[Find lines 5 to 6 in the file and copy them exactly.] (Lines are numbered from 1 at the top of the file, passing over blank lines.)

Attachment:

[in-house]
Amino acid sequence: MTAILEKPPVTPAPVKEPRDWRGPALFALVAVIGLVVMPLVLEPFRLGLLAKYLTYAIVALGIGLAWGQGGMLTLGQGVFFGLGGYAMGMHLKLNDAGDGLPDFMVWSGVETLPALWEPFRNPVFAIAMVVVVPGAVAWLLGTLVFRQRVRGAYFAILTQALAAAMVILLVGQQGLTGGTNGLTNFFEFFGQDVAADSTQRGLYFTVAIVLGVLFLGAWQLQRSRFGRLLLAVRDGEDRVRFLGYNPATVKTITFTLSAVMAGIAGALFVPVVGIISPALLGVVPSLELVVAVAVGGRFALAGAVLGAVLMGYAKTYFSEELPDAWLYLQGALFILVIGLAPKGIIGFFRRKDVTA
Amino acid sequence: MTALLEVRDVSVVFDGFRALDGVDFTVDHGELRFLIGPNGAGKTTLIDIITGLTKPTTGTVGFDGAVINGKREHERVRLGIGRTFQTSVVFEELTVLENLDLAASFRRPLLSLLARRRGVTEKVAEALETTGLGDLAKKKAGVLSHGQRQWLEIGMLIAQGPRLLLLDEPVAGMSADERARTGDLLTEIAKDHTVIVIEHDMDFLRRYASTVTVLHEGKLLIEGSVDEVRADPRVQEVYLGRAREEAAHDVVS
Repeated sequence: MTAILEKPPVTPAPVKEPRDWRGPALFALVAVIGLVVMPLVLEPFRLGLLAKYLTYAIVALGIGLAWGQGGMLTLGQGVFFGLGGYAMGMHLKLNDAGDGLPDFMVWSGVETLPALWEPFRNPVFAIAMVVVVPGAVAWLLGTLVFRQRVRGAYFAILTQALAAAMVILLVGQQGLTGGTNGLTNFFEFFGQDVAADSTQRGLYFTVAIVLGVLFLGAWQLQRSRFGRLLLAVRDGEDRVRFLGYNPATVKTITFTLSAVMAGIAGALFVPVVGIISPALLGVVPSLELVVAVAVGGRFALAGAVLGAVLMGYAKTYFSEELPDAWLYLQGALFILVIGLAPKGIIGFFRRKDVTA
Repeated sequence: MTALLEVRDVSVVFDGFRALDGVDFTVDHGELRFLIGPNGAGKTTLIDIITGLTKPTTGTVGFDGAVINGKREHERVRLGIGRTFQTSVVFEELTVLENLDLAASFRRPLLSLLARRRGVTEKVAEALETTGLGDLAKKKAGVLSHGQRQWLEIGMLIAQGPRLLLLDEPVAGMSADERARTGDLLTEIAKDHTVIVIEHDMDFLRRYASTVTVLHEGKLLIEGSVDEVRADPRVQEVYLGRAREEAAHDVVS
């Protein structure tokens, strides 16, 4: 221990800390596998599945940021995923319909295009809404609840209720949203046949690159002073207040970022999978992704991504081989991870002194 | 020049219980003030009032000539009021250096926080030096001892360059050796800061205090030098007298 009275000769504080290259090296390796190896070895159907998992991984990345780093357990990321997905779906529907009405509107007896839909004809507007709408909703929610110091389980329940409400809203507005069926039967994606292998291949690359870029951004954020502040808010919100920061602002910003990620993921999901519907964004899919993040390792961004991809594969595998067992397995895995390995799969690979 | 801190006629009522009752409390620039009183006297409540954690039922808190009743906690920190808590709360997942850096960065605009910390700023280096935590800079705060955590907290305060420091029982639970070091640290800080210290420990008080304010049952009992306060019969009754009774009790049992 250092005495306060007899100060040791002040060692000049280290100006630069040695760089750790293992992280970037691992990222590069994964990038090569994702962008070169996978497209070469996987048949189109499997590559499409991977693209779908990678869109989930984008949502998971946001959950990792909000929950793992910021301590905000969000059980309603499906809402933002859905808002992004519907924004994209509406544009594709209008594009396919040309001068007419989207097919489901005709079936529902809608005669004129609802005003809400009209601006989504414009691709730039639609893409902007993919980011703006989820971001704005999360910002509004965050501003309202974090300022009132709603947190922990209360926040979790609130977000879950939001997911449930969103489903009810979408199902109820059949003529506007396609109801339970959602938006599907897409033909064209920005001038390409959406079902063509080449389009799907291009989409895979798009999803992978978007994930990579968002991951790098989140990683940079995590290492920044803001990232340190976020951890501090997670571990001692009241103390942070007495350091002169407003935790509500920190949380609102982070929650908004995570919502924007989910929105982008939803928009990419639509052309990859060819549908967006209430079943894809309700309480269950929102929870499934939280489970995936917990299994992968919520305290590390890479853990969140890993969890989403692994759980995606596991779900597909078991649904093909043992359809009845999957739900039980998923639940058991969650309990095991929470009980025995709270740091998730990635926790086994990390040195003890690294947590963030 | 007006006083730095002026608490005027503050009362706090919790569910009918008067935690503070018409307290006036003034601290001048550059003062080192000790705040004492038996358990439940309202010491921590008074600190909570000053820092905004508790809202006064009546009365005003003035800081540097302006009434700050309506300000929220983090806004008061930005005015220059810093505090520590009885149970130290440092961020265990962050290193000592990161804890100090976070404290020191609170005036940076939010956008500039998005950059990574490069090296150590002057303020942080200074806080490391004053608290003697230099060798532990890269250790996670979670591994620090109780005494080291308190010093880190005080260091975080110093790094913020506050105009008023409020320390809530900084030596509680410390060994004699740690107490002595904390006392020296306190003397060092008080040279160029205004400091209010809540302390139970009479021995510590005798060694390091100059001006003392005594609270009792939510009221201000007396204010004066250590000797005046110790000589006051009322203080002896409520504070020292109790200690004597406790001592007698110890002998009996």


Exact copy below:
Repeated sequence: MTALLEVRDVSVVFDGFRALDGVDFTVDHGELRFLIGPNGAGKTTLIDIITGLTKPTTGTVGFDGAVINGKREHERVRLGIGRTFQTSVVFEELTVLENLDLAASFRRPLLSLLARRRGVTEKVAEALETTGLGDLAKKKAGVLSHGQRQWLEIGMLIAQGPRLLLLDEPVAGMSADERARTGDLLTEIAKDHTVIVIEHDMDFLRRYASTVTVLHEGKLLIEGSVDEVRADPRVQEVYLGRAREEAAHDVVS
């Protein structure tokens, strides 16, 4: 221990800390596998599945940021995923319909295009809404609840209720949203046949690159002073207040970022999978992704991504081989991870002194 | 020049219980003030009032000539009021250096926080030096001892360059050796800061205090030098007298 009275000769504080290259090296390796190896070895159907998992991984990345780093357990990321997905779906529907009405509107007896839909004809507007709408909703929610110091389980329940409400809203507005069926039967994606292998291949690359870029951004954020502040808010919100920061602002910003990620993921999901519907964004899919993040390792961004991809594969595998067992397995895995390995799969690979 | 801190006629009522009752409390620039009183006297409540954690039922808190009743906690920190808590709360997942850096960065605009910390700023280096935590800079705060955590907290305060420091029982639970070091640290800080210290420990008080304010049952009992306060019969009754009774009790049992 250092005495306060007899100060040791002040060692000049280290100006630069040695760089750790293992992280970037691992990222590069994964990038090569994702962008070169996978497209070469996987048949189109499997590559499409991977693209779908990678869109989930984008949502998971946001959950990792909000929950793992910021301590905000969000059980309603499906809402933002859905808002992004519907924004994209509406544009594709209008594009396919040309001068007419989207097919489901005709079936529902809608005669004129609802005003809400009209601006989504414009691709730039639609893409902007993919980011703006989820971001704005999360910002509004965050501003309202974090300022009132709603947190922990209360926040979790609130977000879950939001997911449930969103489903009810979408199902109820059949003529506007396609109801339970959602938006599907897409033909064209920005001038390409959406079902063509080449389009799907291009989409895979798009999803992978978007994930990579968002991951790098989140990683940079995590290492920044803001990232340190976020951890501090997670571990001692009241103390942070007495350091002169407003935790509500920190949380609102982070929650908004995570919502924007989910929105982008939803928009990419639509052309990859060819549908967006209430079943894809309700309480269950929102929870499934939280489970995936917990299994992968919520305290590390890479853990969140890993969890989403692994759980995606596991779900597909078991649904093909043992359809009845999957739900039980998923639940058991969650309990095991929470009980025995709270740091998730990635926790086994990390040195003890690294947590963030 | 007006006083730095002026608490005027503050009362706090919790569910009918008067935690503070018409307290006036003034601290001048550059003062080192000790705040004492038996358990439940309202010491921590008074600190909570000053820092905004508790809202006064009546009365005003003035800081540097302006009434700050309506300000929220983090806004008061930005005015220059810093505090520590009885149970130290440092961020265990962050290193000592990161804890100090976070404290020191609170005036940076939010956008500039998005950059990574490069090296150590002057303020942080200074806080490391004053608290003697230099060798532990890269250790996670979670591994620090109780005494080291308190010093880190005080260091975080110093790094913020506050105009008023409020320390809530900084030596509680410390060994004699740690107490002595904390006392020296306190003397060092008080040279160029205004400091209010809540302390139970009479021995510590005798060694390091100059001006003392005594609270009792939510009221201000007396204010004066250590000797005046110790000589006051009322203080002896409520504070020292109790200690004597406790001592007698110890002998009996």